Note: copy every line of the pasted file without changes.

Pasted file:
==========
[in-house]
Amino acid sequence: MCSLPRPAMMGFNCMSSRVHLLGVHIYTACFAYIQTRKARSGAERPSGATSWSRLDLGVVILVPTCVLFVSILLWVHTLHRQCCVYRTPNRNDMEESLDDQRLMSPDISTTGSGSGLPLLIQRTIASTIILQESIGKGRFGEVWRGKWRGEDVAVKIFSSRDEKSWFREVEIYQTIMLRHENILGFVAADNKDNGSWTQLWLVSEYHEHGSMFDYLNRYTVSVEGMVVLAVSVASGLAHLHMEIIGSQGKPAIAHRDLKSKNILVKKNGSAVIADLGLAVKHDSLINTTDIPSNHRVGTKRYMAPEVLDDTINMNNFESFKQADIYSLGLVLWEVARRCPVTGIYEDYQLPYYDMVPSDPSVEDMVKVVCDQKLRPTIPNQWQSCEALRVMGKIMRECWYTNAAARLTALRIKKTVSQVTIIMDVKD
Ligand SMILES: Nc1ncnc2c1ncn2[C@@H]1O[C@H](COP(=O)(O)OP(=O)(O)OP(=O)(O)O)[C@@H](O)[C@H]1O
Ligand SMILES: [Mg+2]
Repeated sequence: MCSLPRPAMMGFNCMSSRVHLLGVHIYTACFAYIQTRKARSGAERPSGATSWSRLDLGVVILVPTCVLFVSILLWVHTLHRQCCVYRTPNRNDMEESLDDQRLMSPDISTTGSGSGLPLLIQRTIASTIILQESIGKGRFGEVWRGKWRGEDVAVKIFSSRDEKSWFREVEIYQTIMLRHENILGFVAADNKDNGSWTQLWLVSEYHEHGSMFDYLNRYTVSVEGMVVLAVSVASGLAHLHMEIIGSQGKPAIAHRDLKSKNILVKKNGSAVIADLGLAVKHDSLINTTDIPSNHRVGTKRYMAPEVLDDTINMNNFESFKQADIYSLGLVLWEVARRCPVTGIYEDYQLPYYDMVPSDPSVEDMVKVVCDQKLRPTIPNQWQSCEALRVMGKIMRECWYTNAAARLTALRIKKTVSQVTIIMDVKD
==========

[in-house]
Amino acid sequence: MCSLPRPAMMGFNCMSSRVHLLGVHIYTACFAYIQTRKARSGAERPSGATSWSRLDLGVVILVPTCVLFVSILLWVHTLHRQCCVYRTPNRNDMEESLDDQRLMSPDISTTGSGSGLPLLIQRTIASTIILQESIGKGRFGEVWRGKWRGEDVAVKIFSSRDEKSWFREVEIYQTIMLRHENILGFVAADNKDNGSWTQLWLVSEYHEHGSMFDYLNRYTVSVEGMVVLAVSVASGLAHLHMEIIGSQGKPAIAHRDLKSKNILVKKNGSAVIADLGLAVKHDSLINTTDIPSNHRVGTKRYMAPEVLDDTINMNNFESFKQADIYSLGLVLWEVARRCPVTGIYEDYQLPYYDMVPSDPSVEDMVKVVCDQKLRPTIPNQWQSCEALRVMGKIMRECWYTNAAARLTALRIKKTVSQVTIIMDVKD
Ligand SMILES: Nc1ncnc2c1ncn2[C@@H]1O[C@H](COP(=O)(O)OP(=O)(O)OP(=O)(O)O)[C@@H](O)[C@H]1O
Ligand SMILES: [Mg+2]
Repeated sequence: MCSLPRPAMMGFNCMSSRVHLLGVHIYTACFAYIQTRKARSGAERPSGATSWSRLDLGVVILVPTCVLFVSILLWVHTLHRQCCVYRTPNRNDMEESLDDQRLMSPDISTTGSGSGLPLLIQRTIASTIILQESIGKGRFGEVWRGKWRGEDVAVKIFSSRDEKSWFREVEIYQTIMLRHENILGFVAADNKDNGSWTQLWLVSEYHEHGSMFDYLNRYTVSVEGMVVLAVSVASGLAHLHMEIIGSQGKPAIAHRDLKSKNILVKKNGSAVIADLGLAVKHDSLINTTDIPSNHRVGTKRYMAPEVLDDTINMNNFESFKQADIYSLGLVLWEVARRCPVTGIYEDYQLPYYDMVPSDPSVEDMVKVVCDQKLRPTIPNQWQSCEALRVMGKIMRECWYTNAAARLTALRIKKTVSQVTIIMDVKD